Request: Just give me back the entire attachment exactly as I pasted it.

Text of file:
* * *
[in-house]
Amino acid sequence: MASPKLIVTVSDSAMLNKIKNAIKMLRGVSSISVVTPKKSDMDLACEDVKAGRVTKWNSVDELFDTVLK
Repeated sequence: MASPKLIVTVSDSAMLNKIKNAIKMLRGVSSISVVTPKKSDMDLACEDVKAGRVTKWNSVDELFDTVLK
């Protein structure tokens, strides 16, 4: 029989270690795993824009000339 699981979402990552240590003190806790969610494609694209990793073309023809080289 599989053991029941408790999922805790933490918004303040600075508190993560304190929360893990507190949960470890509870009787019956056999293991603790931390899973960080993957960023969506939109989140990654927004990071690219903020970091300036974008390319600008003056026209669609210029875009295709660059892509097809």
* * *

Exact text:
[in-house]
Amino acid sequence: MASPKLIVTVSDSAMLNKIKNAIKMLRGVSSISVVTPKKSDMDLACEDVKAGRVTKWNSVDELFDTVLK
Repeated sequence: MASPKLIVTVSDSAMLNKIKNAIKMLRGVSSISVVTPKKSDMDLACEDVKAGRVTKWNSVDELFDTVLK
């Protein structure tokens, strides 16, 4: 029989270690795993824009000339 699981979402990552240590003190806790969610494609694209990793073309023809080289 599989053991029941408790999922805790933490918004303040600075508190993560304190929360893990507190949960470890509870009787019956056999293991603790931390899973960080993957960023969506939109989140990654927004990071690219903020970091300036974008390319600008003056026209669609210029875009295709660059892509097809």